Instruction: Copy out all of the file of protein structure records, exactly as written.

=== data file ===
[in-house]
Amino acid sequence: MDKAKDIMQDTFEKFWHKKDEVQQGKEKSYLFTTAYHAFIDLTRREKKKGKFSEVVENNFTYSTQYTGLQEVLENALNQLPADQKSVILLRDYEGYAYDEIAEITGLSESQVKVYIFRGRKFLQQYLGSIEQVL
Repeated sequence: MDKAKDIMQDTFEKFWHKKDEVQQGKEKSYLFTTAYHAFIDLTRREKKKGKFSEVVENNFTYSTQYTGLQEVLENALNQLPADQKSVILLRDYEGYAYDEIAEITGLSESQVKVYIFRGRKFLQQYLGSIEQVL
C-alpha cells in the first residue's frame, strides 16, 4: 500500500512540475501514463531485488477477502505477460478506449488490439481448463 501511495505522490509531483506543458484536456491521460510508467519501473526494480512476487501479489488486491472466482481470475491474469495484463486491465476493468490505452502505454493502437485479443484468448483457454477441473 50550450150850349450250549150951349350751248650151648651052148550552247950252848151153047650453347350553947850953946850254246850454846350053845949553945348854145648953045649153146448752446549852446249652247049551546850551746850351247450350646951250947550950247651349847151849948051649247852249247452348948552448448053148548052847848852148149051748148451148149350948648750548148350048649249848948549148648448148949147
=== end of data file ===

[in-house]
Amino acid sequence: MDKAKDIMQDTFEKFWHKKDEVQQGKEKSYLFTTAYHAFIDLTRREKKKGKFSEVVENNFTYSTQYTGLQEVLENALNQLPADQKSVILLRDYEGYAYDEIAEITGLSESQVKVYIFRGRKFLQQYLGSIEQVL
Repeated sequence: MDKAKDIMQDTFEKFWHKKDEVQQGKEKSYLFTTAYHAFIDLTRREKKKGKFSEVVENNFTYSTQYTGLQEVLENALNQLPADQKSVILLRDYEGYAYDEIAEITGLSESQVKVYIFRGRKFLQQYLGSIEQVL
C-alpha cells in the first residue's frame, strides 16, 4: 500500500512540475501514463531485488477477502505477460478506449488490439481448463 501511495505522490509531483506543458484536456491521460510508467519501473526494480512476487501479489488486491472466482481470475491474469495484463486491465476493468490505452502505454493502437485479443484468448483457454477441473 50550450150850349450250549150951349350751248650151648651052148550552247950252848151153047650453347350553947850953946850254246850454846350053845949553945348854145648953045649153146448752446549852446249652247049551546850551746850351247450350646951250947550950247651349847151849948051649247852249247452348948552448448053148548052847848852148149051748148451148149350948648750548148350048649249848948549148648448148949147